Born in Aomori prefecture, Yuki Nomura was 23 at the time of filming. After graduating from school, Yuki became delinquent and spent his days driving his Matsuda RX7, becoming involved in frequent traffic accidents and being arrested several times. One day he realized that he was wasting his life and decided to move to Tokyo, where he started to take acting classes. He aspires to express through his performances the individualist values he adopted during his delinquent years.
Born in Tokyo on Christmas Day, 1986, Mayu Sato has launched a busy professional acting career in the short time since performing in Deep in the Valley, appearing in several films, including One Missed Call - The Final, Hero, Tabidachi: Ashiyori Yori, and Love Exposure, and on the TV series Aibou - V and Full Swing. She also sings and plays Japanese drums. Her next film will be Hirokazu Kore-eda’s Kuki Ningyo.
Born in Yanaka and a life-long resident of the neighborhood, Katsuhiro Kato, now 79 years old, is a specialist of local history. He has a vivid memory of playing in the hallways of Five-Story Pagoda as a child. He is now an active member of the campaign for the reconstruction of the pagoda. Though the Yanaka area has many steep streets, he doesn’t mind at all driving through the neighborhood in his wheelchair. He wrote the song Flower of Hope:Rebuilding Five Story Pagoda, which he performs in the film.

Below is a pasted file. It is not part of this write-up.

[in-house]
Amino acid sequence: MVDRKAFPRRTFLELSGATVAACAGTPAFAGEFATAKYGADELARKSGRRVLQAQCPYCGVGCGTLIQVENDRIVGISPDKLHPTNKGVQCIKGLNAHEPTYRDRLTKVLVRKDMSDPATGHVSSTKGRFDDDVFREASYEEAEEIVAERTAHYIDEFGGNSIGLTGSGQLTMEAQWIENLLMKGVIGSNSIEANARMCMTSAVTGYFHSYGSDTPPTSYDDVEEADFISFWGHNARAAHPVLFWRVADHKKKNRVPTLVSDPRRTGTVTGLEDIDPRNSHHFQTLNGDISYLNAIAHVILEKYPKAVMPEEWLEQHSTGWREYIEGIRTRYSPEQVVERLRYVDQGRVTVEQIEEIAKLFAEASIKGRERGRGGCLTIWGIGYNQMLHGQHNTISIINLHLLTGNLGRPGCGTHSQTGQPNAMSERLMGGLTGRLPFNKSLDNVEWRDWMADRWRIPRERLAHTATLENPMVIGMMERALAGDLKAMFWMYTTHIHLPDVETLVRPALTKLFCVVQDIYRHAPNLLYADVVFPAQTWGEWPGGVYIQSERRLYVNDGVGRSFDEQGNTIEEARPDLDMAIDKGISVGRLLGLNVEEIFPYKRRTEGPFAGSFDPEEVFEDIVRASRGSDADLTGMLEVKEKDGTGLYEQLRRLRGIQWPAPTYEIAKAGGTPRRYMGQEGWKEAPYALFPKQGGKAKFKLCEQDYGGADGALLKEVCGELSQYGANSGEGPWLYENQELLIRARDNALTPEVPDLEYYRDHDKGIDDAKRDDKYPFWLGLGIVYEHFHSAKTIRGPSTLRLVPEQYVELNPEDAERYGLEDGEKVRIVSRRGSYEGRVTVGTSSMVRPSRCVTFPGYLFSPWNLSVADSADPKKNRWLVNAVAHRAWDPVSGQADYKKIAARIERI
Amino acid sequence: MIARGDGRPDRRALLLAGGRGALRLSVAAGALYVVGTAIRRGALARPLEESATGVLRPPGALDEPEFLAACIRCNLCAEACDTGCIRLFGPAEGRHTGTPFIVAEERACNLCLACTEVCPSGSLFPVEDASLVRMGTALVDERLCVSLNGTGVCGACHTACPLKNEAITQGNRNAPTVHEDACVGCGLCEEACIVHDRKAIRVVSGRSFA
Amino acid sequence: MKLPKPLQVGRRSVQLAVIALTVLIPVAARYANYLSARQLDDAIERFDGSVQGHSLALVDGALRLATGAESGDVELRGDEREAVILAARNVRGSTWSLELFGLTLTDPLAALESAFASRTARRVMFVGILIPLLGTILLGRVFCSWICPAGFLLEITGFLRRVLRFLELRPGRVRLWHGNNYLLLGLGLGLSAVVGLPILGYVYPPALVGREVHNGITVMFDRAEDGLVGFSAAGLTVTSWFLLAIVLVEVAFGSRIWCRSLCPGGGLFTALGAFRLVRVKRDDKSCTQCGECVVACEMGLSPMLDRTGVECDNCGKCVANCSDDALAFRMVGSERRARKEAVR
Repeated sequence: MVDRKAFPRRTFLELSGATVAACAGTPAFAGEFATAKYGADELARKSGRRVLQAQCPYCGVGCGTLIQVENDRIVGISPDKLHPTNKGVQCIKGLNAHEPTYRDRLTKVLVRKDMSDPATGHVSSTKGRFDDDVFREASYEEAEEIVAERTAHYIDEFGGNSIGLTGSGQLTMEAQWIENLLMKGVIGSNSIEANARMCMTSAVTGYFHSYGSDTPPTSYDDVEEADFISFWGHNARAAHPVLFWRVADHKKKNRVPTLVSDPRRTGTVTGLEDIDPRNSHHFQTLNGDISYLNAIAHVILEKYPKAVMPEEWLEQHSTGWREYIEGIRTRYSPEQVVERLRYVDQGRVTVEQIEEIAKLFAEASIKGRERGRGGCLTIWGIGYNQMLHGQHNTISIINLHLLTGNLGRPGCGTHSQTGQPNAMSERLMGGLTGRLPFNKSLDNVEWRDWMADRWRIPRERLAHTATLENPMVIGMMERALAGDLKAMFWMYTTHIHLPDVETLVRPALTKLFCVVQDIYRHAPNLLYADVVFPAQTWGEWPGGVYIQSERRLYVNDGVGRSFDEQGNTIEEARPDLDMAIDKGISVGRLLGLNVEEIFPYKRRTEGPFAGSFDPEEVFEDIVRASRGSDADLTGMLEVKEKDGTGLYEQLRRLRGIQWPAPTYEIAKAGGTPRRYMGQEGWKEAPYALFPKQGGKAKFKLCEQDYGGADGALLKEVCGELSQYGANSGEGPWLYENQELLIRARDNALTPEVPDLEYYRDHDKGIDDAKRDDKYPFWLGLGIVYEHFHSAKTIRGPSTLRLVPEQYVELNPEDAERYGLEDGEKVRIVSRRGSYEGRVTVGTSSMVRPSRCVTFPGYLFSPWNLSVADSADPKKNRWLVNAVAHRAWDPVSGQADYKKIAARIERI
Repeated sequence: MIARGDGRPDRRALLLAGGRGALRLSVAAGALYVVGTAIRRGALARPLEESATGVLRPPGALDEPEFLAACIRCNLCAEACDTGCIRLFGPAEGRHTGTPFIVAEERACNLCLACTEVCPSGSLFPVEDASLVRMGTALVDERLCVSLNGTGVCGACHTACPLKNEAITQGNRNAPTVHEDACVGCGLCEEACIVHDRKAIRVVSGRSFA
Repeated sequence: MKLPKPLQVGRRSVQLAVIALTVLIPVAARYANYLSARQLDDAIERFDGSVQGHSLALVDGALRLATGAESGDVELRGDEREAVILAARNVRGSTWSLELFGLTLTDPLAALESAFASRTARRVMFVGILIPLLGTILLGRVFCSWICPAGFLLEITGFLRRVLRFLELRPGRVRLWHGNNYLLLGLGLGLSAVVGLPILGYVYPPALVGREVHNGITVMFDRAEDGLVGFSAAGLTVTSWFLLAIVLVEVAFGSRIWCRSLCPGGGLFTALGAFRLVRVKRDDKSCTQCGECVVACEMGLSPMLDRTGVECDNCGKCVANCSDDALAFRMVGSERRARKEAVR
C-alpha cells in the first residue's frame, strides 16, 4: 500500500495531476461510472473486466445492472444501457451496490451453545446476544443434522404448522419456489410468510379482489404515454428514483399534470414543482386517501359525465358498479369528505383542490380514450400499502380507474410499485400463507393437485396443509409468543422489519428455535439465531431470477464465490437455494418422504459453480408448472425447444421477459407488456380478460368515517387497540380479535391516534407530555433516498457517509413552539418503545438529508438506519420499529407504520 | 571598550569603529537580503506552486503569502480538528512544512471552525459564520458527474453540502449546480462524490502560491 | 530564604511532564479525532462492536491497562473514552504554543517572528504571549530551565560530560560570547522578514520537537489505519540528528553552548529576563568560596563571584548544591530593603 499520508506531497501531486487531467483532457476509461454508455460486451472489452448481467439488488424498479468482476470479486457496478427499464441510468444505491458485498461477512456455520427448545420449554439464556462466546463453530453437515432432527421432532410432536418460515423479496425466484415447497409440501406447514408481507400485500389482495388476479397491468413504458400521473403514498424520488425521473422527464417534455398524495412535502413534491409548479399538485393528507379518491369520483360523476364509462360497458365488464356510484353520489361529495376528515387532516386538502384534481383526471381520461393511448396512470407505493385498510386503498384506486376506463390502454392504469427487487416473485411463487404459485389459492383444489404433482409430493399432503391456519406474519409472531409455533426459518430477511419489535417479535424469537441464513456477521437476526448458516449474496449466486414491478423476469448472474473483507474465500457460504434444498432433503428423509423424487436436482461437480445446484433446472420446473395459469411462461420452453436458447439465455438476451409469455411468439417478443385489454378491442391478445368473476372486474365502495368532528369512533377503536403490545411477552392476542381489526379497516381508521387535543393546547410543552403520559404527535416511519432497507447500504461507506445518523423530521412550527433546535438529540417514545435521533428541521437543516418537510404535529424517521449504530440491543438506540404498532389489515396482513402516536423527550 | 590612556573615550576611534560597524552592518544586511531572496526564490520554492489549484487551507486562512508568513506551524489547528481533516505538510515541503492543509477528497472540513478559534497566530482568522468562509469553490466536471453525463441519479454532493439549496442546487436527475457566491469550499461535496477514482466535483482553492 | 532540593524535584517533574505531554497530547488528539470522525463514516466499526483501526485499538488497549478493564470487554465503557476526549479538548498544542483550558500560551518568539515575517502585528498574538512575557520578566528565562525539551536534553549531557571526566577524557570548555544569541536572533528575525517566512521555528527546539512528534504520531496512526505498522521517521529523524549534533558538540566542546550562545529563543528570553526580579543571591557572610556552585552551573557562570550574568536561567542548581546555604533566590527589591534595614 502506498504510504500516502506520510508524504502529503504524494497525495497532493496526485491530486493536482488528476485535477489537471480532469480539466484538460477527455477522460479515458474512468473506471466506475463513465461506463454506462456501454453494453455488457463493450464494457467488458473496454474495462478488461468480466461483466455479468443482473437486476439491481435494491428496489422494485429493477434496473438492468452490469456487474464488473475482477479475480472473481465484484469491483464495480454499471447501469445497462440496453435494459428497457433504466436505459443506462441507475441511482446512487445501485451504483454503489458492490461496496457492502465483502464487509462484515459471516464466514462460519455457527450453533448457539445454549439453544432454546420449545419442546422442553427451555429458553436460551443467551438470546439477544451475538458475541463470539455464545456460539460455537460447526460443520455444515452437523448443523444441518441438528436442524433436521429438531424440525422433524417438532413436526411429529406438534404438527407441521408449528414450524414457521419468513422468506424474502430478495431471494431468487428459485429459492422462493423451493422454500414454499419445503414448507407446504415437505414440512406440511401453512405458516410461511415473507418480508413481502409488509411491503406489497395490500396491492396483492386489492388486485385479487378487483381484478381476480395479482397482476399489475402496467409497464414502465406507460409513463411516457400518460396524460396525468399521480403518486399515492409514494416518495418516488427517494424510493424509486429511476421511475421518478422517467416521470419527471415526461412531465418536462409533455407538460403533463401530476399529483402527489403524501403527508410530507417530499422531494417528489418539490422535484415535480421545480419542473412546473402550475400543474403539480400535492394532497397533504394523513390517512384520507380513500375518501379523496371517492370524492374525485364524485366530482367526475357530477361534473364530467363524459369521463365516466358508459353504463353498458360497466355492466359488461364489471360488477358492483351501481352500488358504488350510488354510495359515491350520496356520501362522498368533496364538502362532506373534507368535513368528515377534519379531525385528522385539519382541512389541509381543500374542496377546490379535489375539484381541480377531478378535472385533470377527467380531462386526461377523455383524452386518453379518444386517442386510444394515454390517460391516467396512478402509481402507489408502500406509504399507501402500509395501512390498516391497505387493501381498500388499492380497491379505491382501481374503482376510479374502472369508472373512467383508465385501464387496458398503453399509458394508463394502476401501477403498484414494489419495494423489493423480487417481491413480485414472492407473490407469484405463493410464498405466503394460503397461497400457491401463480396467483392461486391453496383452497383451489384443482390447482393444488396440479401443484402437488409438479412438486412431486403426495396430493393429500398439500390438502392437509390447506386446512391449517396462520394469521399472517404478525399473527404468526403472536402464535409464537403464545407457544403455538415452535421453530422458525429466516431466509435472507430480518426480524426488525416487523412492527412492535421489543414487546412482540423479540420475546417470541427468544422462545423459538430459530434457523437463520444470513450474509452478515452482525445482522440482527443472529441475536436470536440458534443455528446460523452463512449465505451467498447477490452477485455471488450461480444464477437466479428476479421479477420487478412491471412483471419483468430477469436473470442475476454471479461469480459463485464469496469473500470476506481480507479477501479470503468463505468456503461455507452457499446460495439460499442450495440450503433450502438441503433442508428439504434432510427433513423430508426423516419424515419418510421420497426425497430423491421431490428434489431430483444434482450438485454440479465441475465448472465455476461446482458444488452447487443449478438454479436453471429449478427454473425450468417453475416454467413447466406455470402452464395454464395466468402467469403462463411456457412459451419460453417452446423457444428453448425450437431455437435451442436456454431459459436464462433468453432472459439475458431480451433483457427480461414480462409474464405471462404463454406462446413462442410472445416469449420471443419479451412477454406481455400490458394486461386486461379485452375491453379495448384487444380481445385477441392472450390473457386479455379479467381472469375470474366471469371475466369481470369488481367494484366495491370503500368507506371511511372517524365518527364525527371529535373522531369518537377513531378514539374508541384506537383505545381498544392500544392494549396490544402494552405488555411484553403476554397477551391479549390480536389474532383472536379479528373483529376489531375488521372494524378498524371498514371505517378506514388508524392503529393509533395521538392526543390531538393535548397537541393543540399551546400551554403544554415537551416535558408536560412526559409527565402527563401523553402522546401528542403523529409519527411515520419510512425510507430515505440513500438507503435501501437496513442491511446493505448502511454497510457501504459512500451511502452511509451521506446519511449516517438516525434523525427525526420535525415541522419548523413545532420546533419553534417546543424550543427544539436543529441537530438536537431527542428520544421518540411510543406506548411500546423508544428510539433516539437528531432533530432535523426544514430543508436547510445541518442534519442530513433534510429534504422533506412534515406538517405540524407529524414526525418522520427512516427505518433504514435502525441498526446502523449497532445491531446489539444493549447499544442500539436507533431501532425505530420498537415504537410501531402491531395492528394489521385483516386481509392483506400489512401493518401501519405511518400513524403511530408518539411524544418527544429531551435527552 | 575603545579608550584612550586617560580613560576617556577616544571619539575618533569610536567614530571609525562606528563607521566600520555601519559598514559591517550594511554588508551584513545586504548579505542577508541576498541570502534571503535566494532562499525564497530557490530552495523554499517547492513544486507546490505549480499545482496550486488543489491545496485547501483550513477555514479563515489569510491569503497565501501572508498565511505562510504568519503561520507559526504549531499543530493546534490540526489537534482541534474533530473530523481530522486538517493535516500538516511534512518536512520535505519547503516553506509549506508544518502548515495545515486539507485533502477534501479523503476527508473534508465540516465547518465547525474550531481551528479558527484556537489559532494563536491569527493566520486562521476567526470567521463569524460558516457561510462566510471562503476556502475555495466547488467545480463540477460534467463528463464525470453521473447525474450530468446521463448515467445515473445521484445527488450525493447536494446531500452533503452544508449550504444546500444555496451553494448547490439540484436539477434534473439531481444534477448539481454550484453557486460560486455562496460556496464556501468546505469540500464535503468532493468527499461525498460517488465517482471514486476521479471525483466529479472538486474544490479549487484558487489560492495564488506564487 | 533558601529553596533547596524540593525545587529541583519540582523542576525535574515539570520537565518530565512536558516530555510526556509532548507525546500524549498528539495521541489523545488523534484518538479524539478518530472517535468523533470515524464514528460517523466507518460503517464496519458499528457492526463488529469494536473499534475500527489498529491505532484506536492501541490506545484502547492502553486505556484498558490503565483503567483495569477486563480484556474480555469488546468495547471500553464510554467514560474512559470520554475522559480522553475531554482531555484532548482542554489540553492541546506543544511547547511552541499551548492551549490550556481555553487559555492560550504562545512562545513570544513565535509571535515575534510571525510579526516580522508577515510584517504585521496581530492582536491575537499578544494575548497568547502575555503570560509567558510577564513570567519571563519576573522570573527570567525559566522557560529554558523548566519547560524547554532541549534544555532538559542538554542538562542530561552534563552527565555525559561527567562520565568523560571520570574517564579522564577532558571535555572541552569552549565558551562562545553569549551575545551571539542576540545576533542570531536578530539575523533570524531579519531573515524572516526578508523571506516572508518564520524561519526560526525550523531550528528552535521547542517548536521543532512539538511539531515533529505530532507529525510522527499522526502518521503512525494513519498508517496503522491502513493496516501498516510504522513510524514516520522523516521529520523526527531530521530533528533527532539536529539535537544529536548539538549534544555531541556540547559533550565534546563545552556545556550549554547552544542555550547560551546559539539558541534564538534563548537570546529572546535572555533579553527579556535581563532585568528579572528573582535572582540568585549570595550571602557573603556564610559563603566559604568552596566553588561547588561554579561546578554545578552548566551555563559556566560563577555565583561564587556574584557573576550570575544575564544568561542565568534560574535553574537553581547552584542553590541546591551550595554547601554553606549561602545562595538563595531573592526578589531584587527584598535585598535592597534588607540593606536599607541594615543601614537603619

Miyoko Ogawa, now 80, has worked at the cemetery of the Jozaiji Temple in Yanaka for 36 years. Though she has lost her eyesight, she clearly remembers the location of each of the more than 500 tombstones in the cemetery and all the inscriptions on them. Every day she opens the gate at 5 a.m., cleans the tombs and parts of the temple, makes shikibi (a magnolia ornament placed on family tombs), and does other chores before closing the gate at 4 p.m. While he was filming something else, director Atsushi Funahashi met Ogawa for the first time and became so impressed with her that he instinctively started to film her.